1. My research papers on the Ryan family have taken on a life of their own. I spent my genealogy time yesterday sorting and organizing the mess. Now I am ready to move forward with some productive research.
  2. I have not attended the local Highlands Ranch Genealogical Society in-person programs that began this fall. They record their programs so members can listen later if they miss a meeting. I donned my headphones to hear the September program and hope to listen to the October program tonight.
  3. The Colorado Genealogical Society hosts Zoom classes on specialized topics once a month. I registered for an upcoming session on using the My Heritage online website.
  4. As I read the most recent journal of the Palatines to America organization yesterday, I found the information for next spring’s conference in Denver. I invited my half-German husband/tech advisor to go. We made a hotel reservation this morning. We are already looking forward to an immersion in German food, genealogy, culture, and companionship.

As the weekend approaches, I have Ryan family papers to analyze, an interesting lecture to hear, and both a class and a conference to look forward to. Not bad for a disjointed week.

A Young Woman with Many Footprints

Common wisdom states that genealogical research comes more easily for male ancestors than for female ones. I often find the opposite to be true in my family.

One example is my Irish ancestral couple, Daniel Ryan (1829-1863) and Jane Lawless (abt. 1829-1853), who resided in Illinois. I have found much more information about her and her family than I have located for his. I believe other researchers have encountered the same difficulties with Daniel because online family trees commingle him with another Daniel who lived in New York.

Everyone seems to have difficulty with him, yet Jane has been easy to find. Although she lived a short life, I have several records for her:

  1. Arriving New York passenger list for the Home on 1 May 1849. Jane and her family travelled in steerage from Ireland.
  2. 1850 U. S. census for Peoria, Illinois. Jane resided in the Thomas Lawless household with perhaps 10 siblings. Two other Lawless families appeared on the same page.
  3. 1851 marriage record for Jane Lawless and Daniel Ryan in Peoria, Illinois. They married 15 June 1851 in the Catholic Church.
  4. 1852 baptism record for her son Richard in Kickapoo, Peoria County, Illinois.
  5. Death in 1853. I have not located a death or burial record for Jane, but an affidavit in a Civil War pension application file states that she died at Bloomington, Illinois in 1853.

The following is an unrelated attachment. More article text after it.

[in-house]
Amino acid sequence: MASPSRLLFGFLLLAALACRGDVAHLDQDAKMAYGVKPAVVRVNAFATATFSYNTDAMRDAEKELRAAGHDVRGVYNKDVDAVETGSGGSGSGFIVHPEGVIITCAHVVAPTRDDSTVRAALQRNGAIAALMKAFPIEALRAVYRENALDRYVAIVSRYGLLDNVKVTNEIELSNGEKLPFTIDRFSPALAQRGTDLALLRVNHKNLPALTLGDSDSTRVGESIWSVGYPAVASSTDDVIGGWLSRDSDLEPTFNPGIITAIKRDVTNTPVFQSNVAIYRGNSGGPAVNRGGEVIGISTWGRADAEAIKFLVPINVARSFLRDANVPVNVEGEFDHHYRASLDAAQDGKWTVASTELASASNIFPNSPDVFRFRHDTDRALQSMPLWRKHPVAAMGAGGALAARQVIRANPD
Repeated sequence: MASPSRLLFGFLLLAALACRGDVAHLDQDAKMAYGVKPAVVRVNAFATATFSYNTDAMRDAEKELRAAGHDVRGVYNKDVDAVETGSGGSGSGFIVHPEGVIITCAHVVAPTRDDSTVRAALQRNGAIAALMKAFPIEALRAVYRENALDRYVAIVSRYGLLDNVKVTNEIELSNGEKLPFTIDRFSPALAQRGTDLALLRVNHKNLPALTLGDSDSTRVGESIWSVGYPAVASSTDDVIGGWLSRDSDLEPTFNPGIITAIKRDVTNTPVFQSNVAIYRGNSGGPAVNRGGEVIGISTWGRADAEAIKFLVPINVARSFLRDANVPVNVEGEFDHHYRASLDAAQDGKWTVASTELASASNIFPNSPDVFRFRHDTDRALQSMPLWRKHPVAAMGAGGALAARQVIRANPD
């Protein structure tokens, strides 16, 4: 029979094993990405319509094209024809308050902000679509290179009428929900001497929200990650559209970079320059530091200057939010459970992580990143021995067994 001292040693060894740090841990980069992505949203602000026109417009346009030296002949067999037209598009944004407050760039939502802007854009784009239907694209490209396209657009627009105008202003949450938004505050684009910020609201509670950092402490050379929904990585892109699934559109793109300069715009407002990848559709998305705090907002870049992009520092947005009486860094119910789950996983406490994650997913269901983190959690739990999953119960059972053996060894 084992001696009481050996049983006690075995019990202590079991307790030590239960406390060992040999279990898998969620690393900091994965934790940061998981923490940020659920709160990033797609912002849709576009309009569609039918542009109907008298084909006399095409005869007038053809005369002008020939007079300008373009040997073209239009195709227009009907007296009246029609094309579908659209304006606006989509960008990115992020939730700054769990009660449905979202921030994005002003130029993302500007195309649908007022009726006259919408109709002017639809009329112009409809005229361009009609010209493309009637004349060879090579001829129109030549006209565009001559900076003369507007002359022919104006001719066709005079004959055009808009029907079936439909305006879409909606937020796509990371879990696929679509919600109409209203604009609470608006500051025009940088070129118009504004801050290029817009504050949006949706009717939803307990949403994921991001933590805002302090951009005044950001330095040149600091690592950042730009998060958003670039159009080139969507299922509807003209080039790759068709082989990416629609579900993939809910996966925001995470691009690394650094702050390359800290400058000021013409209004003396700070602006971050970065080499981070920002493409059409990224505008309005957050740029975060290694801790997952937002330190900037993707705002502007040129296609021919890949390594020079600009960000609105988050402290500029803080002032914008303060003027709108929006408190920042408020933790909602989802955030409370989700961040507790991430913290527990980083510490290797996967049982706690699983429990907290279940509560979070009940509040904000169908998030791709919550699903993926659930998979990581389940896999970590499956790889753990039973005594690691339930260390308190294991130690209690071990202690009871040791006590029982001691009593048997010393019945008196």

These records will provide ample fodder to learn much more about Jane and her family. All her siblings would have left tracks in Illinois and elsewhere.

Once again, the female in my family becomes the easier one to document.

One Man or Two?

Daniel Ryan (1829-1863) is proving to be a difficult ancestor to trace. Most information I have collected about him indicates that he lived in various counties in Illinois. But there was a Daniel Ryan the same age who lived in Clinton County, New York. Many online trees have the IL and NY information compiled into a single profile.

Were they the same man? As I gather more information, I find that I doubt it.

I know this about my ancestor:

  1. He was born in Ireland in 1828 or 1829.
  2. He married Jane Lawless in Peoria, IL in 1851.
  3. He had a son Richard born in 1852.
  4. Jane died in 1853, and Daniel married Bridget Murphy in Springfield, IL in 1854.
  5. He had a son James born in 1855.
  6. He enlisted in the Union Army in Illinois in 1861.
  7. As a soldier, he died from disease at New Orleans in 1863.
  8. His widow Bridget collected a Civil War widow’s pension.

I have collected only a little information so far on the Daniel Ryan who lived in New York:

  1. In 1850 he lived with his parents in Au Sable, Clinton County, NY and worked in the coaling industry.
  2. In 1860 he was still living in New York, working as a miner, with a wife Margaret.

Merging these two men, as so many online trees have done, strains my credibility:

  1. Daniel would have needed to travel from Au Sable (near the Vermont/Canada border in NY) to Springfield and back more than once between 1850 and 1860. During this period, he would have married three times.
  2. My Daniel Ryan’s widow Bridget was married to him from 1854 until his death in 1863. She lived in Illinois. Unless he was a bigamist, the same man could not have been married to Margaret and living in New York in 1860.

So why is everyone pulling all this information into the life story of one man? I think I know. I have not found my Daniel Ryan on either the 1850 or the 1860 U. S. census. It would be easy to assume the New York man is him because that is the only record that emerges in a census search for Daniel Ryan in those years. But the facts do not support this conclusion.

The evidence seems to be pointing to separate identities for the Daniel Ryan who lived in Illinois and the one who lived in New York.